Curve

A drop in home prices? Here’s where it’s most likely

Aly J. Yale
The Mortgage Reports contributor

Home prices could see a downward turn

If you’re holding out hope that home prices will start to decline, you might be in luck. According to new data, the chance of dropping prices is up — especially in the high-cost markets on the West Coast.

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Hope for lower home prices

According to the Spring 2019 Housing and Mortgage Market Review (HaMMR) from Arch MI, the probability of home prices declining is up. At the national level, HaMMR shows that there’s a 9 percent chance home prices will drop in the next two years.

In some states, though, the chance is much higher. In North Dakota, for example, there’s a 27 percent chance that home prices will decline in the near-term. Over in Alaska, the probability is 24 percent. That’s actually down from last quarter but the second-highest probability of declines in the nation.

“A number of states have above average risk, with North Dakota, Alaska and Wyoming having a roughly one in four chance of experiencing a price decline (of any size, even modest declines),” HaMMR reported.

Home price growth expected to slow even more in 2019, experts say

Other states with high chances of dipping prices include West Virginia, Connecticut, Wyoming, Oregon, Washington, Texas, Colorado, California, Oklahoma, Mississippi, Louisiana, Nevada and Idaho.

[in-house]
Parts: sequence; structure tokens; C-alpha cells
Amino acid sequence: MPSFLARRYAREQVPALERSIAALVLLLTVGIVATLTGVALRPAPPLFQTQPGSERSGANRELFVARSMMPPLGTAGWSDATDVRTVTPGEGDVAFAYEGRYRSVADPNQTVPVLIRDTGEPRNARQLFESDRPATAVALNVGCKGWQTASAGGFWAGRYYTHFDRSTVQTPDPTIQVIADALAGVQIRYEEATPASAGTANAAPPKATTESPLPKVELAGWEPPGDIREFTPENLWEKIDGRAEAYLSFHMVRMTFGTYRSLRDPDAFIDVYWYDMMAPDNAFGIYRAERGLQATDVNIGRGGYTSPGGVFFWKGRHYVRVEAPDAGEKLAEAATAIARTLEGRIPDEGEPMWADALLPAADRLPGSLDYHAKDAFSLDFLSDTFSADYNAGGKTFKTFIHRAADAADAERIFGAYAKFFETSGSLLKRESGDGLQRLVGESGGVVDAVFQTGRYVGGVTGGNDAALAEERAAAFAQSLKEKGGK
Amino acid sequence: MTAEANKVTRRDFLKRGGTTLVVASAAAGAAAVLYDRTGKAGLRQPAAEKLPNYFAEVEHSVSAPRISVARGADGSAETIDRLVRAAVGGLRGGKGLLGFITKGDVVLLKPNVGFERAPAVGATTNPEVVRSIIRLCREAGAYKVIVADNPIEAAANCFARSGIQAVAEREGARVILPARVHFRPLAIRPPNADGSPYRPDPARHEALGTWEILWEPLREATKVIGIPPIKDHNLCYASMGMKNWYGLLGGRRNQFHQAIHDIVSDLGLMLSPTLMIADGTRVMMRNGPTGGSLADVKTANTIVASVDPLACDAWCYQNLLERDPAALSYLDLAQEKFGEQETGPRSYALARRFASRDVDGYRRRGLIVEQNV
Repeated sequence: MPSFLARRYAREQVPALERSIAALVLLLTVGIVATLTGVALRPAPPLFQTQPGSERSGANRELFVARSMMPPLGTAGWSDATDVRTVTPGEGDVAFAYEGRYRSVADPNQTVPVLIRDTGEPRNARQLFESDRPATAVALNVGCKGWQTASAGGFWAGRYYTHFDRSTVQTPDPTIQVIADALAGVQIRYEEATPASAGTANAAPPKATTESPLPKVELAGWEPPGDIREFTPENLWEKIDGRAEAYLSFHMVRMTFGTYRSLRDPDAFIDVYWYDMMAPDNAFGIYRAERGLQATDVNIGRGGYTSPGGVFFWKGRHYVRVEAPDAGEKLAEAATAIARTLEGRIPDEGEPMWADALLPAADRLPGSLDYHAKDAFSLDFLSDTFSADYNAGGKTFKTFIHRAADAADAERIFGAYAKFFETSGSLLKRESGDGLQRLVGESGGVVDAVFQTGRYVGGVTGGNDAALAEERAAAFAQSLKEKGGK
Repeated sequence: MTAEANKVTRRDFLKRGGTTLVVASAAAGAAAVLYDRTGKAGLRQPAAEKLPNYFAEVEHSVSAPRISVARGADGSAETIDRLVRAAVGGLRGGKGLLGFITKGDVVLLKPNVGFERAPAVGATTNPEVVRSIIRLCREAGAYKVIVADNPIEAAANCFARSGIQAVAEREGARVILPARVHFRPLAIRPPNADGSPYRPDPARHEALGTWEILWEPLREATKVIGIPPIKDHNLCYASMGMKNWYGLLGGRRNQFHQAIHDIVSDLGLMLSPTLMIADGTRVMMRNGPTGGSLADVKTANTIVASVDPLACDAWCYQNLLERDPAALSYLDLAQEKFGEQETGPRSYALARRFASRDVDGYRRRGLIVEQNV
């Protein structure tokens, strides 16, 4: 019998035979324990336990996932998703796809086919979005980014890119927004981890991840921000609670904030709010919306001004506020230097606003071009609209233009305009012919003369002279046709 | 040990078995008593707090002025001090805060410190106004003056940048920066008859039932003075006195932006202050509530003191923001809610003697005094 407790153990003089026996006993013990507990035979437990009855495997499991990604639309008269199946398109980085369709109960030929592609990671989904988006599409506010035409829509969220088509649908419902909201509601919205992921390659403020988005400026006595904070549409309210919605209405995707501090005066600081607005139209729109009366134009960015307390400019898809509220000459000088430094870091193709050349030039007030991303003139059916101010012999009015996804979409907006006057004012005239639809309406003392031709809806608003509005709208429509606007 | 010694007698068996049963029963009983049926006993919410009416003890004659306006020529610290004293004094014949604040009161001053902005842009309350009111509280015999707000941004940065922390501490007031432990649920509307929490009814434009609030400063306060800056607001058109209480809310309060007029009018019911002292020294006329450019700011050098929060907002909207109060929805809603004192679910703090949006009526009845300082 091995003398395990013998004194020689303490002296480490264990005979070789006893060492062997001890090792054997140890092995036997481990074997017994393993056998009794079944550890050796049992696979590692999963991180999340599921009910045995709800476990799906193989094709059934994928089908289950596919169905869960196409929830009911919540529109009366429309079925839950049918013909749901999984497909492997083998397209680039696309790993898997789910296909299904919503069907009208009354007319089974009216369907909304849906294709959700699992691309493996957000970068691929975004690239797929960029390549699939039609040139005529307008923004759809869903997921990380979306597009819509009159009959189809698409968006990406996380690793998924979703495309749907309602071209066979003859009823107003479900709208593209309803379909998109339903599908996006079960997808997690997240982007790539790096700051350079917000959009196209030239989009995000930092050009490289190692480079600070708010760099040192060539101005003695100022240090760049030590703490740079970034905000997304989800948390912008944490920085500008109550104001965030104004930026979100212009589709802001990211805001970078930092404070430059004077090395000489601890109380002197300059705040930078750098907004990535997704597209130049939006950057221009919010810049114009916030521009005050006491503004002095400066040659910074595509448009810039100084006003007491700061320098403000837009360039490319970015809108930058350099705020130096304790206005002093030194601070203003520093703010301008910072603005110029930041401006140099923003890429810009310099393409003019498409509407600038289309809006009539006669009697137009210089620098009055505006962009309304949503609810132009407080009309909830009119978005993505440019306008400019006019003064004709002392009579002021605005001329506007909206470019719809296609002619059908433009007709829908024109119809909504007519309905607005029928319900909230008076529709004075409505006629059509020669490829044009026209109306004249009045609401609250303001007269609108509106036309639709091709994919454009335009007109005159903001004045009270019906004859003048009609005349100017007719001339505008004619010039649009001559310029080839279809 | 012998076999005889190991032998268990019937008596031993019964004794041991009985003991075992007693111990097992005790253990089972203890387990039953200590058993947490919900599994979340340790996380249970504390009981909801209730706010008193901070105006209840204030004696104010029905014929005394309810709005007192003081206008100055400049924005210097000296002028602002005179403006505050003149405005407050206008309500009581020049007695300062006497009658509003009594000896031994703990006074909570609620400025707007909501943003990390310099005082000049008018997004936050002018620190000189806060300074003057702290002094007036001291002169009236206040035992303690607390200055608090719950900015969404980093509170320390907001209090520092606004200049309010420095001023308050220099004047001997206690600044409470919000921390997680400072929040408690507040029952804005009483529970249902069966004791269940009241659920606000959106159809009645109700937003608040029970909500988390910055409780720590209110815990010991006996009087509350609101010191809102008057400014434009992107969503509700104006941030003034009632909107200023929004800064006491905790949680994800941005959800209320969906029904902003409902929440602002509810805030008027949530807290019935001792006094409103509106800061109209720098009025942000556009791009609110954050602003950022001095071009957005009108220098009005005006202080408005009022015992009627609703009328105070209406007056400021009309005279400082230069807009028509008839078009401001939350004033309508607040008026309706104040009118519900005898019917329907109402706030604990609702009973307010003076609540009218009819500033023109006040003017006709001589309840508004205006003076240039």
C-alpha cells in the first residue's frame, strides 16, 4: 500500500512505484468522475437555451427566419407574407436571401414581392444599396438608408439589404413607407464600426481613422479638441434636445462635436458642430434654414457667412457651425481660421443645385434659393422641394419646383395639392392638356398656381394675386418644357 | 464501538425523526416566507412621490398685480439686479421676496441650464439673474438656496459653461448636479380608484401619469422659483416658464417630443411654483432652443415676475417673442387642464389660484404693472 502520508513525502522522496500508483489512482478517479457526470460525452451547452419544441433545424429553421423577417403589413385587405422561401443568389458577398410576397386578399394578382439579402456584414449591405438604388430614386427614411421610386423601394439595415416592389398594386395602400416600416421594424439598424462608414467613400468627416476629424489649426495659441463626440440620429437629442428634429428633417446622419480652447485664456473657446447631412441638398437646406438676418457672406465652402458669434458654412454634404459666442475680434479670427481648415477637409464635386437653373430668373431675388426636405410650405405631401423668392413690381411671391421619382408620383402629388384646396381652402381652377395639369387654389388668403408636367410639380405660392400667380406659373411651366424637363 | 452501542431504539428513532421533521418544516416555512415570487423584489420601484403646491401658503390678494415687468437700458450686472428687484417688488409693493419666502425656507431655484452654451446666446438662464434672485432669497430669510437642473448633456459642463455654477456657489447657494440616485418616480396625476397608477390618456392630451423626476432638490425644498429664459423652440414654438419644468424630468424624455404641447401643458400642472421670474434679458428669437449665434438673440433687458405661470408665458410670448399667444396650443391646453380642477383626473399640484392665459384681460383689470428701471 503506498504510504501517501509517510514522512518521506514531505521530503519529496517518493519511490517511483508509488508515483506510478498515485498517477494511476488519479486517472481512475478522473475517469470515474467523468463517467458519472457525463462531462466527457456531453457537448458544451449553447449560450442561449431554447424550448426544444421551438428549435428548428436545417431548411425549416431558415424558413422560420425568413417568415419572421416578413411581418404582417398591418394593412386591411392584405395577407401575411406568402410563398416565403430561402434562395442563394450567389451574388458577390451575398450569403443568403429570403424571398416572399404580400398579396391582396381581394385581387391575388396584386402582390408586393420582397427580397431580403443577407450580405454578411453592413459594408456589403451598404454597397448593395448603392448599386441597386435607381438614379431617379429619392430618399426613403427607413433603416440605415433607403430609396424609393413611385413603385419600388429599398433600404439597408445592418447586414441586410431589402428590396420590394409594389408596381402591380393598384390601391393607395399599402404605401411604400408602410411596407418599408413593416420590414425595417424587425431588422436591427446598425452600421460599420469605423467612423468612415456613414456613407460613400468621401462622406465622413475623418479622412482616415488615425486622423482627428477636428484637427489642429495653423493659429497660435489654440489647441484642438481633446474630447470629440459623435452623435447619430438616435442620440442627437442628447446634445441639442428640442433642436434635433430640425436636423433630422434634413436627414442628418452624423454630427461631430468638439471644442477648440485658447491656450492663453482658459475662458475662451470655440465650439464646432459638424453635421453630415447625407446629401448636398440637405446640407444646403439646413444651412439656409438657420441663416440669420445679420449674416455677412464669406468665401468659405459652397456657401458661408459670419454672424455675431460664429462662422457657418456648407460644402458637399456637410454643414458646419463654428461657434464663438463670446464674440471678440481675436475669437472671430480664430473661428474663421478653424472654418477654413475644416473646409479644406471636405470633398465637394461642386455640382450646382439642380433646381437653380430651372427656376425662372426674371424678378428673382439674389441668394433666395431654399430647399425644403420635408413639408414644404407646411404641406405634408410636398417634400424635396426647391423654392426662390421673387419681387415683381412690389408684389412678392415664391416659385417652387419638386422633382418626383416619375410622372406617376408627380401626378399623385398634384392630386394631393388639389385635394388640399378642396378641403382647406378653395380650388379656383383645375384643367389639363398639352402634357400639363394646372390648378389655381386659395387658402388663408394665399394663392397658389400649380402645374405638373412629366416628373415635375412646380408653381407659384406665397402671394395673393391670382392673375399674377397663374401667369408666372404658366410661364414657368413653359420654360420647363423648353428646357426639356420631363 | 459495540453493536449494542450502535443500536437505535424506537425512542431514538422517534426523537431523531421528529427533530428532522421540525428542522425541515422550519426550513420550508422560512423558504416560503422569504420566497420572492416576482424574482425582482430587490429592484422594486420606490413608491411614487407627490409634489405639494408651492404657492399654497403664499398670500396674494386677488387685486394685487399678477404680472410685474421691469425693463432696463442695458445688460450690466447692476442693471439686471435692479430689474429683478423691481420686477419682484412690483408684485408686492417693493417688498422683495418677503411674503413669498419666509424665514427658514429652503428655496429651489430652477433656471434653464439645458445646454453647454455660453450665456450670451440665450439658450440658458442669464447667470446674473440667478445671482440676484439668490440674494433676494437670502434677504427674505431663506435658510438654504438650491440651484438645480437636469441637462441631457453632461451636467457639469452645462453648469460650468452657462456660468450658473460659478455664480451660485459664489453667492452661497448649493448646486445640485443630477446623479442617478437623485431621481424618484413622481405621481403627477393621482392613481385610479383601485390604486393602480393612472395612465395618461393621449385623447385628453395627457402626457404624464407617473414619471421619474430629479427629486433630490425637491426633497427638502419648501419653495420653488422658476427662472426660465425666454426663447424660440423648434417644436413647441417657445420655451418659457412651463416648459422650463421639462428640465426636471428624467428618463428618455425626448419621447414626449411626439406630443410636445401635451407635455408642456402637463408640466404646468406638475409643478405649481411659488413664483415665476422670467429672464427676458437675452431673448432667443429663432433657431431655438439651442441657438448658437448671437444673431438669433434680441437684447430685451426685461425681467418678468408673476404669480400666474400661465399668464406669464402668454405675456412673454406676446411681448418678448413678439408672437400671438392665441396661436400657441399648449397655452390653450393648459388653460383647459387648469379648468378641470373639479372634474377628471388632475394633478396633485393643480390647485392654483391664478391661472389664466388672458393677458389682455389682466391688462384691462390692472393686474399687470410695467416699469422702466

At the city level, Miami; San Antonio, Texas; Bridgeport and New Haven, Connecticut; and Portland, Oregon are most likely to see home prices drop.

Where home prices have slowed the most

Who’s least likely to see lower prices?

On the other end of the spectrum are states in the Midwest and Northeast. There, the probability of dipping home prices is extremely low.

States with a less-than-5 percent chance of declining prices include Montana, Utah, South Dakota, Nebraska, Kansas, Minnesota, Iowa, Missouri, Arkansas, Wisconsin, Illinois, Michigan, Indiana, Ohio, Kentucky, Tennessee, Alabama, Georgia, North Carolina, South Carolina, Virginia, Pennsylvania, Maryland, Massachusetts, Vermont and Maine.

Still, that doesn’t mean there’s no chance of a downward turn. According to HaMMR, “There are many possible economic shocks that could cause housing market conditions to deteriorate over the next year or two.”

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Home price is only part of the equation. Want to save money on your mortgage? Then shop around and see what rates you qualify for today.

Verify your new rate (Aug 20th, 2019)